As the recession drags on and employers continue to shed jobs, cut/freeze pay and reduce benefits, it can be easy for pros to hunker down in survival mode and forget all about the actual survivors. Remember them? The ones who continue to come in every day for you and your company? I’m not trying to say you’ve set layoff survivors adrift in their lifeboat without a second thought; rather, just reminding that they sorely need your support, encouragement and reassurance. (And if you don’t believe me, just ask CareerBuilder.)

A new report from The Conference Board, “Mission Accomplished? What Every Leader Should Know About Survivor Syndrome,” offers insight to “survivor syndrome” and how to best manage it so you don’t lose valuable workers to attrition or staying with you but just going through the motions. TCB defines survivor syndrome as “a marked decrease in motivation, engagement and productivity of employees that remain at the company as a result of downsizing and workforce reductions. It entails a series of complex psychological processes and subsequent behavioral responses. Those who actually carry out the downsizing are also survivors.”  Sound familiar? I thought so.

So how to fix it?
 
It’s no easy task, TCB admits, since downsizing often expands survivors’ workloads and gives them the impression that they are expected to do more with less; plus, employer loyalty is shaken. For these reasons, job involvement tends to actually decrease over time following a downsizing.
 
“Management needs to realize that successfully managing ‘survivor syndrome’ is not simply about making employees happy,” says Creary. “It is about taking a strategic approach before, during, and after the downsizing so management teams will be able to extract greater employee motivation, engagement and productivity, and foster the performance of the business over the long term.”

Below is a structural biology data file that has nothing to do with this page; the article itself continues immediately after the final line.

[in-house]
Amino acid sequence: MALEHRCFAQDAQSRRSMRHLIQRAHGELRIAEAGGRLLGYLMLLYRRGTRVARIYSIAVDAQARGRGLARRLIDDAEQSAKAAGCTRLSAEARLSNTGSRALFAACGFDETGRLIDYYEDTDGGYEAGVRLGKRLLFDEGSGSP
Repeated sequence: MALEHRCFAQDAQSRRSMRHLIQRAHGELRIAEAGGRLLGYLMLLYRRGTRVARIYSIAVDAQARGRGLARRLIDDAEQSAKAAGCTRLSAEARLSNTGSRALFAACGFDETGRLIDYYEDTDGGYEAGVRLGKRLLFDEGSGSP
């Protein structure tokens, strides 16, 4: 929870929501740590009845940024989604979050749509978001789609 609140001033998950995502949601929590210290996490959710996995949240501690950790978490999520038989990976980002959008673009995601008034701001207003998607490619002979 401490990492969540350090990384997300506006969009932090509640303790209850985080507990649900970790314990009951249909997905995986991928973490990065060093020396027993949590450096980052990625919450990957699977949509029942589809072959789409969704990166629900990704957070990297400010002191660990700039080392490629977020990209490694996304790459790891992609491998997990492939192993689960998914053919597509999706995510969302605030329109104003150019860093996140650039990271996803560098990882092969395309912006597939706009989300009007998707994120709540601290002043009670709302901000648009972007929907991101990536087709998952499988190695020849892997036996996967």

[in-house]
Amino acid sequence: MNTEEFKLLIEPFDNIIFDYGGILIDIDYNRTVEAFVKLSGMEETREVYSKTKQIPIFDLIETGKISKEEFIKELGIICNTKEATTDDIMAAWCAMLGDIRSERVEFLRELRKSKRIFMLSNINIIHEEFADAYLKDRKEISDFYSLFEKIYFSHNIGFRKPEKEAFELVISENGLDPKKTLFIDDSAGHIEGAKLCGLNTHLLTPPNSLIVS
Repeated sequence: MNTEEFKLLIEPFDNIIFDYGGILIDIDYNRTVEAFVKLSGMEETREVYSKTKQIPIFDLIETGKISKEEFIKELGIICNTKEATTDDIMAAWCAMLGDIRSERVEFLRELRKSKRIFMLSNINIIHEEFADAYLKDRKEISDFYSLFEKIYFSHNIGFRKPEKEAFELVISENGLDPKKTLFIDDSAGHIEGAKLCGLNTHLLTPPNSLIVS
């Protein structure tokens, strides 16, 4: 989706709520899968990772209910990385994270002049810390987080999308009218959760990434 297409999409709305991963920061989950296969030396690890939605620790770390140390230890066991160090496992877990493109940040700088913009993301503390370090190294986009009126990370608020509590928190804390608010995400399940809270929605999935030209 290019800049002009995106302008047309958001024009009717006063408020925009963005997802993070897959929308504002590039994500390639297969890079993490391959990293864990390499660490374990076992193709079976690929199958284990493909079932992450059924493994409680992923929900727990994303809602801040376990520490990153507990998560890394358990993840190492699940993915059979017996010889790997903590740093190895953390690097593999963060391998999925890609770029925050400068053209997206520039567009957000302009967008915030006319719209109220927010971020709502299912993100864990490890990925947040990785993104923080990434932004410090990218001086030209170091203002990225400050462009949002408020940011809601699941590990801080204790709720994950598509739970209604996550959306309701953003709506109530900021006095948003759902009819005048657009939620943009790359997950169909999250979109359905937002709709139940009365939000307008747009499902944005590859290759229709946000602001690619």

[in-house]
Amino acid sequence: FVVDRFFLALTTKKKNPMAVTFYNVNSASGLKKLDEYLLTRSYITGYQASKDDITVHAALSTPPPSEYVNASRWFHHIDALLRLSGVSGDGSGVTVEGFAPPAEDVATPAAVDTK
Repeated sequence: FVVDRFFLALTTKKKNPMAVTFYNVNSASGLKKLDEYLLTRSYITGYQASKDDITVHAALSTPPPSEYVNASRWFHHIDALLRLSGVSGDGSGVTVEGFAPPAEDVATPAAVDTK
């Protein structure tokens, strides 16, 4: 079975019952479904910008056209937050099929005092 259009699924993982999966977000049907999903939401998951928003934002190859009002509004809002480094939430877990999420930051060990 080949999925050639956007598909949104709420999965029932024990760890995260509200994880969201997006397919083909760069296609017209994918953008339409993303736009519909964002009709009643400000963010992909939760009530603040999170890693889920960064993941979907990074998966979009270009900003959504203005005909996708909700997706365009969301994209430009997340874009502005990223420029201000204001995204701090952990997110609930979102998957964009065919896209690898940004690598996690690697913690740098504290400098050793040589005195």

To accomplish this, TCB emphasizes communication – using blogs, staff meeting, brown bag luncheons and any other venue you can think of to talk to survivors and begin to reaffirm trust. They also suggest providing learning opportunities, which segues nicely into my next point. (I just love when that happens.)
 
Along the lines of “learning opportunities,” I mean succession planning – reaching out to survivors by saying, “We know it’s tough now, but as a company we’re looking forward. We want to begin preparing you for the next phase of your career here now, so that when the recession is over, we’ll be ready to hit the ground running with our best foot forward.”

Click to read this month’s EBN cover story, “This too shall pass,” on how you can begin firming up your succession plans to help survivors, yourself and your company emerge from the recession stronger.


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